As the plane descends into Budapest, I can hardly contain my excitement. The start of my next adventure! And what makes this special is that I am returning to Hungary after 20 years. I first visited Budapest in 1997, only for a day. I’m curious to see how much I recall, and eager to experience new things. I grab a shuttle to the hotel; pretty easy. It doesn’t seem like this hotel is in the best area of town…looks a little dodgy. The staff at Atlas Hotel is very accommodating….Well, after I pout a little about not being able to check in early. I head up to the room, it’s spacious and clean.
And no time for napping, because this girl needs to explore before I have to come back for my group meeting this evening.
As I step outside, the air is brisk and it’s a little windy. And it’s started to rain. Oh great! Luckily, the rain is very light and doesn’t ruin my plans. Budapest is the capital city of Hungary; it is divided by the Danube River into 2 parts: Buda and Pest. Today I will explore Pest. This part of the city is relatively flat and easy to navigate. I decide to do it by foot, as my online map says that the attractions are not that far apart. I learn that this is not particularly true, and it would have been easier to get on the Hop on Hop off bus (I will do this tomorrow! Haha). There are so many things to see and do in Budapest, so I have to cram it all in 2 days.
Budapest feels like a big city with small town European charm. Maybe it’s the lack of high-rises/skyscrapers, the many styles of architecture, and the trams running through the streets. I’m instantly fascinated. My first stop is The Great Synagogue, also known as the Dohany Street Synagogue.
It is the largest in Europe, and second largest in the world! I feel extra tiny as I go inside, with the two large onion domes towering above the entrance. It’s beautiful inside – large chandeliers with white round bulbs, geometric designs on the walls, dark and mysterious.
Seats for the men on the ground floor, women sit upstairs. Umm ok. Fun Fact: it’s the only synagogue to have a pipe organ! Also part of the complex is a museum, cemetery and The Raoul Wallenberg Holocaust memorial. The memorial is an interesting sight – a metal weeping willow tree, with the names of the victims on the leaves.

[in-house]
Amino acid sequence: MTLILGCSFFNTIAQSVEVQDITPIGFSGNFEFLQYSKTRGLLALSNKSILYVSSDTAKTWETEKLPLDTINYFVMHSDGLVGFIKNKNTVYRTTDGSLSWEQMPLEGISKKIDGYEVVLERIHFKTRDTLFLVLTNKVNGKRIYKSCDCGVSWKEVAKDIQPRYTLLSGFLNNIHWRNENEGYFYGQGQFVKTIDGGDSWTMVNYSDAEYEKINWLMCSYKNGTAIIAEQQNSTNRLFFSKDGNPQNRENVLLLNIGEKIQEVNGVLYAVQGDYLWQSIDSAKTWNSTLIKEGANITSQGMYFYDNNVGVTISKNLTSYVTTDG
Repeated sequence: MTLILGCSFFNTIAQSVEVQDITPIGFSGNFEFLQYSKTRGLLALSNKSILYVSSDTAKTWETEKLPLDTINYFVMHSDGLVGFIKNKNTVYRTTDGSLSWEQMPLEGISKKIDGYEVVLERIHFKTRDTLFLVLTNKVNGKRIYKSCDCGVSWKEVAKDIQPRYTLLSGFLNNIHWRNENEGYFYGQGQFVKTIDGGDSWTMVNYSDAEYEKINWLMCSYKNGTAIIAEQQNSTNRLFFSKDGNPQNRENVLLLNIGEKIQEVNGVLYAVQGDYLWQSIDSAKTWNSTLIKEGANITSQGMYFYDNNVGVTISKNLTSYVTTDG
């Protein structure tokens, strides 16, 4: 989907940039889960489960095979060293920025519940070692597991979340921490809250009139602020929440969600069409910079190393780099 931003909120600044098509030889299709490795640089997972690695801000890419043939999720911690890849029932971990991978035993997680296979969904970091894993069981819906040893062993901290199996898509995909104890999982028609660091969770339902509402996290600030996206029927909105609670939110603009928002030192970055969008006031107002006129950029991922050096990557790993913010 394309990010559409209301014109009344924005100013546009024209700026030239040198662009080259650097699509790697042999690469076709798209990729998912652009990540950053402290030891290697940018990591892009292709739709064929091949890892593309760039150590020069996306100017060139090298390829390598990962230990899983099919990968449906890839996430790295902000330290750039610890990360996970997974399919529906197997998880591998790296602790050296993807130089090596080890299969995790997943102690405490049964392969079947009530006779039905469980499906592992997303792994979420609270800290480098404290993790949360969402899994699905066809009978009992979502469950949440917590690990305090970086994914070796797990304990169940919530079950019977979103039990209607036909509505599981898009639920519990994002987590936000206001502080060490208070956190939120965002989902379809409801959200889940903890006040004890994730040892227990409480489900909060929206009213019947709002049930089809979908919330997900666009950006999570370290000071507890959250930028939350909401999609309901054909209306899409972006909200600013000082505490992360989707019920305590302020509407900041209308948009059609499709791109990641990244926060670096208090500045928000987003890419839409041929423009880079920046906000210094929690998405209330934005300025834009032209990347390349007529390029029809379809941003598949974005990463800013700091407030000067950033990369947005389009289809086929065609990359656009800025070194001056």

A 10 min walk brings me to St. Stephen’s Basilica. I’m in awe. But I don’t realize I’m staring at the back of it!
It’s still impressive but once I go to the front entrance I see what all the fuss is about. It is a significant church here….it’s named after the first king of Hungary.
Its style is Neoclassical. Inside there are many statues, altars, pretty stained glass windows, burning candles, and a large domed ceiling. I wander around, taking in its calm and beauty.
I head down the street towards the river, and I pass one of Budapest’s lucky statues…the Fat Policeman. His belly is shiny from all that have rubbed it for good luck.
At this point I’m really hungry, but I’ve fallen into the trap of what happens every time I arrive somewhere new….I’m unable to make a decision as to where I want to eat, and I don’t want to waste any time. So I grab a packet of cookies and continue….
I come to the Szechenyi Bridge, also known as the chain bridge. Two large stone lions guard each end of the bridge. It’s one of the many bridges that connect Buda and Pest over the Danube River.